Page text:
Walker Family Reunion, 1901

From the September 20, 1901 Skidmore Standard (Skidmore, Missouri), page 4:

A Family Reunion.

The family has at all times been regarded as the unit of society.  Rend the family tie asunder and you destroy the greatest defensive bond known. Many notable examples in national life have illustrated this principle.  Greece in her zenith was the most illustrious of peoples.  In war, science and letters she surpassed.  Yet the glory of her achievement was but commensurate with the beauty of her domestic life.

In our Civil War the sons of the south fought with a valliance therefore unknown.  The bonds of family affection, characteristic of the south, which made the southern men in time of peace the most regardful of brothers and fathers made them in war the most aggressive and vicious of fighters, and caused the north for four years to shed the blood of her own splendid valor.  Such bravery as was displayed by these heroes of the south would have conquered any people on earth save only the equally brave men of the north.

In our own days of commercialism when the younger generation frequently leave the paternal roof even in the very spring time of youth to battle with the forces of business life, the family is too little regarded.  the Grand Army of the Republic go “tenting on the old camp ground” annually; the Shriners journey to their temples with regularity; the Knights Templar cross the broad continent triennially to fraternalize with their brothers, yet the reunion of a family, the unit and basis of all society, is an occasion of extreme infrequence.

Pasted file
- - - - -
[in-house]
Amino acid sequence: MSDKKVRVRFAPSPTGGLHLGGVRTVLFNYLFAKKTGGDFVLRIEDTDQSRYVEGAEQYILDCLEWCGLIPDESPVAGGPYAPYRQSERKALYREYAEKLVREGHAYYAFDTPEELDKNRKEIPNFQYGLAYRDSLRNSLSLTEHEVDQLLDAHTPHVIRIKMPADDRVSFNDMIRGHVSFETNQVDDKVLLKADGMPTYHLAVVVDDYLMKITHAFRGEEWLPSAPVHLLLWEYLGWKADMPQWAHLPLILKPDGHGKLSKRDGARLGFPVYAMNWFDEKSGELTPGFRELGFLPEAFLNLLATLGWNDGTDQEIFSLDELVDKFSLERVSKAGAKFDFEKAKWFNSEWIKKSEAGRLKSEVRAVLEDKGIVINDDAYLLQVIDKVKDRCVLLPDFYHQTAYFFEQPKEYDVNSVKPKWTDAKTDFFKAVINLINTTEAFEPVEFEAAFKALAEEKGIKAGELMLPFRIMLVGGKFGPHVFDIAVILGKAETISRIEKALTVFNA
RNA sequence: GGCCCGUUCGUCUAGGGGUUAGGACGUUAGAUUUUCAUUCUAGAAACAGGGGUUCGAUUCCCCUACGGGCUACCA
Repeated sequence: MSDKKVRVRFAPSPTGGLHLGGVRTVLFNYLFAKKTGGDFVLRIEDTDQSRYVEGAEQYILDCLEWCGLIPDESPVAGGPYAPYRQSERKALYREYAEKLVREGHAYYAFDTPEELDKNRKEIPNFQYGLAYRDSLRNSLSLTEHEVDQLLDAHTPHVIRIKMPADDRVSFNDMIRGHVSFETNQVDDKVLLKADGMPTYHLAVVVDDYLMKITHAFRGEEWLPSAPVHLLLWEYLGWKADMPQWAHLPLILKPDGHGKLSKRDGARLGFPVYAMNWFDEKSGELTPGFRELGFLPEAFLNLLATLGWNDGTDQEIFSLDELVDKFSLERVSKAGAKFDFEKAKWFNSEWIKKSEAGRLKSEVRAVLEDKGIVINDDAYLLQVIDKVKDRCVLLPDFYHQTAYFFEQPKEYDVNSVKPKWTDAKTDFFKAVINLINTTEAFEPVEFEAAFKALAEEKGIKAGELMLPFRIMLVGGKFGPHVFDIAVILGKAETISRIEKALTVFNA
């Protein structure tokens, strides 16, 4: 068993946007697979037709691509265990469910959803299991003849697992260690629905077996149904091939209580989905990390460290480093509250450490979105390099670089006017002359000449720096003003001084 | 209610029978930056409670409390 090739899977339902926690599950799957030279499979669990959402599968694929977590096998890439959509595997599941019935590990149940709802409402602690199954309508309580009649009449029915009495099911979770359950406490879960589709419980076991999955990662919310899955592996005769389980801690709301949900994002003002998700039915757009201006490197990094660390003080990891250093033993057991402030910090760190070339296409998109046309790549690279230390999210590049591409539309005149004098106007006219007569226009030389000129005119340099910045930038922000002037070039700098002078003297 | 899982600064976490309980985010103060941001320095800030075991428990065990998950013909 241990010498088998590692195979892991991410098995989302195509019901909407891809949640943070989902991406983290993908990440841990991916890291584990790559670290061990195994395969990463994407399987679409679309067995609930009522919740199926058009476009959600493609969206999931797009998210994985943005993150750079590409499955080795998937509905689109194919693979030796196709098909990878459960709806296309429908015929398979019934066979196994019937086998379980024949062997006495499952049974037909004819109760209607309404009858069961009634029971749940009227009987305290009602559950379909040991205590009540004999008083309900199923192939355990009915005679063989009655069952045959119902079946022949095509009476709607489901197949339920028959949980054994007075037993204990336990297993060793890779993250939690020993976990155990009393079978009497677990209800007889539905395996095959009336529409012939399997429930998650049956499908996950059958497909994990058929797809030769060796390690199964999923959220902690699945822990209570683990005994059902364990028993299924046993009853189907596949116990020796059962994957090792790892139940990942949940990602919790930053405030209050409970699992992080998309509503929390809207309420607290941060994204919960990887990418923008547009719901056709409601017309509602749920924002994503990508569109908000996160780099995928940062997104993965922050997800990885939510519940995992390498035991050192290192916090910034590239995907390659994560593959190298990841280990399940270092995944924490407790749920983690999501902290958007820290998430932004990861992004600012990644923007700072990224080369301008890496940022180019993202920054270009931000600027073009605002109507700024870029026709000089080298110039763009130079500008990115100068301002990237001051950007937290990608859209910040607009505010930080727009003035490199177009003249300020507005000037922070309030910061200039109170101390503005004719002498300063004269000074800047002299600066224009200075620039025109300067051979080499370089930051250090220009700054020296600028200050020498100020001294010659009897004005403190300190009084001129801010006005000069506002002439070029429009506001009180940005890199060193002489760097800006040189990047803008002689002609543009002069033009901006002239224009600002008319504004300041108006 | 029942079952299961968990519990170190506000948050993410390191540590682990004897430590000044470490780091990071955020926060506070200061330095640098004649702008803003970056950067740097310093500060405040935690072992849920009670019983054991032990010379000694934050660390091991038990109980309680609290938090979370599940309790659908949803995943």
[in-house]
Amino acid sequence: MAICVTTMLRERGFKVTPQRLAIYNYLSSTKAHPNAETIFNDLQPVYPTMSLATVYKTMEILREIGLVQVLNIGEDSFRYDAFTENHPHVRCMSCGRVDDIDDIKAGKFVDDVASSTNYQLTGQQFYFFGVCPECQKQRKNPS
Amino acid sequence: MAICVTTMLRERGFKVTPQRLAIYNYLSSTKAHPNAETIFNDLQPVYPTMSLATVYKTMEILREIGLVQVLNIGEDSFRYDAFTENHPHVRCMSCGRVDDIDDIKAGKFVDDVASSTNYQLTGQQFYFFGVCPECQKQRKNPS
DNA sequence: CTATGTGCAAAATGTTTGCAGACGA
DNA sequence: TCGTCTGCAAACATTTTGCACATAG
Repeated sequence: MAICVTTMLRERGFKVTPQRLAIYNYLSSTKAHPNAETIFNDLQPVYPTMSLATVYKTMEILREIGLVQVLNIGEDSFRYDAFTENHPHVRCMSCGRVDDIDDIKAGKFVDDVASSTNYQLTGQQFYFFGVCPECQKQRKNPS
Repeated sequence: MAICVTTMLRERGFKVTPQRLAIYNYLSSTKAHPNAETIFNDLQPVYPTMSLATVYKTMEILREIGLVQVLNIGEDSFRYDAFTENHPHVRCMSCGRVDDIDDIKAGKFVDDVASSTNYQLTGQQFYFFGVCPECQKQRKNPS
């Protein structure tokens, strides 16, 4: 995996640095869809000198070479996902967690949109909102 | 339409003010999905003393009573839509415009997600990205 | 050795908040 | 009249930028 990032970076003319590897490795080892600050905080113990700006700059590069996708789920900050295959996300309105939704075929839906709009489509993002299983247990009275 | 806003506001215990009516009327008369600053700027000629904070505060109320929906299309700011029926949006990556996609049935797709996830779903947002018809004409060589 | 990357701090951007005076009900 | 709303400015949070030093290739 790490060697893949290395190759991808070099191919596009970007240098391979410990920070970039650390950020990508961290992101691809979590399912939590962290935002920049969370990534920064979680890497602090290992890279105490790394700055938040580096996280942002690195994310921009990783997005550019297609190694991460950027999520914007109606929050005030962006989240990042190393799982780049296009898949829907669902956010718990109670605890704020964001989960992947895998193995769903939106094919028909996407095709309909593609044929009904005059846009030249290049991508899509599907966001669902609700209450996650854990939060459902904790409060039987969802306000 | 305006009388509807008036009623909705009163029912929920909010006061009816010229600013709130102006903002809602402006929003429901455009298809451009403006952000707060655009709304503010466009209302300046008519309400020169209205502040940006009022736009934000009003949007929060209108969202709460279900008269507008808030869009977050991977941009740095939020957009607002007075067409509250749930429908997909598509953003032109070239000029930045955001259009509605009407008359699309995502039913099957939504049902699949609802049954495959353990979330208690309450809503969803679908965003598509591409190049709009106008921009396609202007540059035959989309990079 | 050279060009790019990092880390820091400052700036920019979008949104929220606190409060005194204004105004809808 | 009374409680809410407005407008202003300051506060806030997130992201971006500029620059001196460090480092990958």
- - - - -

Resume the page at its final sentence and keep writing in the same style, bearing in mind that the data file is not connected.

A notable example of such infrequence was the reunion week before last at the home of Bruce Walker east of Skidmore.  Here the entire membership of two families, representing two generations, were present, an incident which had never before occurred.  Of the first generation there were the following brothers and sisters:  Bruce Walker, Mrs. Lydia Williams of St. Paul, Minn., Miss Hettie Walker likewise of St. Paul and M. D. Walker of Oregon, this state.  The combined ages of these four were 275 years, making an average of very nearly the allotted three score and ten.

Of the younger generation there were present L. R. Walker of Atchison, Kansas, Mrs. Anna Hoagland, Alamosa, Colo., Mrs. Lydia McGinnis, Wray, Colo. Mrs. Ella Russull [Russell] of this county and Harry B. Walker of Kansas City.  This was the first meeting of this generation for fifteen years and, as before said, the only meeting ever held of the two generations.

In addition to the members of the family who are above mentioned there were present:  Mrs. M. D. Walker of Oregon and H. G. Hoagland of Alamosa, Colo., besides the resident members.  Dinner was served Sunday at which twenty-six of the family were seated.  The reunion was in every way a delightful one and should be but the first of a series of such occasions.

Already several of the family have returned to their homes and business, bearing with them the most pleasant memories of an interesting occasion.

 

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